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Irina Slav

Irina Slav

Irina is a writer for the U.S.-based Divergente LLC consulting firm with over a decade of experience writing on the oil and gas industry.

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Falling Iraqi Exports Drive Oil Prices Higher

Crude oil prices continued their ascent today as lower exports from Iraq amid the internal conflict with the Kurds gave oil bulls a cause for optimism. Brent crude was trading above US$57 a barrel and WTI was close to US$52 in morning Asian trade today. At 6:49 EDT, WTI was at US$52.26 a barrel.

Crude oil exports from Iraq have fallen by more than 200,000 bpd since the start of the month, and it’s unclear how long this lower export rate will continue. At the same time, drilling rig numbers in the United States are falling, too: Baker Hughes reported declines in the rig count for 10 of the last 12 weeks. The declines follow a string of capex cuts for the year, Reuters notes.

Meanwhile, columnist John Kemp noted that hedge funds and other money managers continue to hold substantial long positions on crude, equivalent to 883 million barrels in the five biggest futures and options contracts as of October 17, as they wait for the higher demand growth that was forecast recently by several authorities.

OPEC’s recent announcement about a record-high compliance rate of 120 percent among all participants in the oil production cut agreement served to solidify speculator’s optimism. The cartel added that “all options are on the table” with regard to extending the agreement to the end of 2018. Related: Syrian Kurds Cut Secret Gas Deal With Russian Forces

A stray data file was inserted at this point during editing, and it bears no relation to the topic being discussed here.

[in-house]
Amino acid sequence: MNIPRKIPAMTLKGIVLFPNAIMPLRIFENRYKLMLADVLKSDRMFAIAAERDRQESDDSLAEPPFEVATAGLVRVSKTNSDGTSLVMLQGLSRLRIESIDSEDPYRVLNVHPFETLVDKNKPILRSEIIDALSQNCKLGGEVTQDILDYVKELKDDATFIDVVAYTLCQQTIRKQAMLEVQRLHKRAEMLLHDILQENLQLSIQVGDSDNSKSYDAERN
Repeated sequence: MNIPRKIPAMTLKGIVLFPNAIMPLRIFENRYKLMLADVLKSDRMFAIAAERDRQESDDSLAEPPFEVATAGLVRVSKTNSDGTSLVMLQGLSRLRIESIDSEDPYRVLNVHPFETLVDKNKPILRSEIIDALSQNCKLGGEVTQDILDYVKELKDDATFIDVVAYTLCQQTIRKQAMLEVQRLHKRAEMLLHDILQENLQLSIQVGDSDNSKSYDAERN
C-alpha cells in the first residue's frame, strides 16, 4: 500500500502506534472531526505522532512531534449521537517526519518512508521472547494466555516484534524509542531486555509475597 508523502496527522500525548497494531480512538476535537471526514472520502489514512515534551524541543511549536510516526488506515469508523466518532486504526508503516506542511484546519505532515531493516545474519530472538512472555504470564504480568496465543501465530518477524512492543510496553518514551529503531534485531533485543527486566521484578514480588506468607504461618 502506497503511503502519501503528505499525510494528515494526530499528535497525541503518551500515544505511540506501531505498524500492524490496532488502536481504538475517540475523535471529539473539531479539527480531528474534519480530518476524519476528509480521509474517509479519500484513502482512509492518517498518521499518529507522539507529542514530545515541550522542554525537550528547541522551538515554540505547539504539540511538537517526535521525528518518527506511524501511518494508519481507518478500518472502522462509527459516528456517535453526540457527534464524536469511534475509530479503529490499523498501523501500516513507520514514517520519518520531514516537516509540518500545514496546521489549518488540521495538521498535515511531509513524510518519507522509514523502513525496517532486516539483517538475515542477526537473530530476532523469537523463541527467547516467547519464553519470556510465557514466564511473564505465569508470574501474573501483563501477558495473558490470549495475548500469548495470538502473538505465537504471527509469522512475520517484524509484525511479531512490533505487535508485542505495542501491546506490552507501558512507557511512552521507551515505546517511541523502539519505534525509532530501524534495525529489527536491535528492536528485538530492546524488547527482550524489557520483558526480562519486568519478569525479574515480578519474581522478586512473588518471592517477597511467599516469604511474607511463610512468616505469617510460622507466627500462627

One analyst, Tomomichi Akuta, from Mitsubishi UFJ Research and Consulting, said that “The market is currently weighing supportive materials more, such as the Kurdistan situation, the slowdown in shale-related (U.S.) rig counts and the possible extension in OPEC (output) cuts.”

Vandana Hari from Vanda Insights, on the other hand, said that the market is already pricing the risk of 320,000 bpd from fields around Kirkuk getting stranded after the Iraqi forces took over the oil city. She added that most of Iraq’s oil comes from the southern fields, so there will be no severe disruption in global supply as a result of the conflict in Kurdistan.

After all, Hari, says, there is more than 1.7 million bpd in unused oil production capacity among the participants in the OPEC cut deal, so a disruption in Iraqi supply can easily be plugged.

By Irina Slav for Oilprice.com

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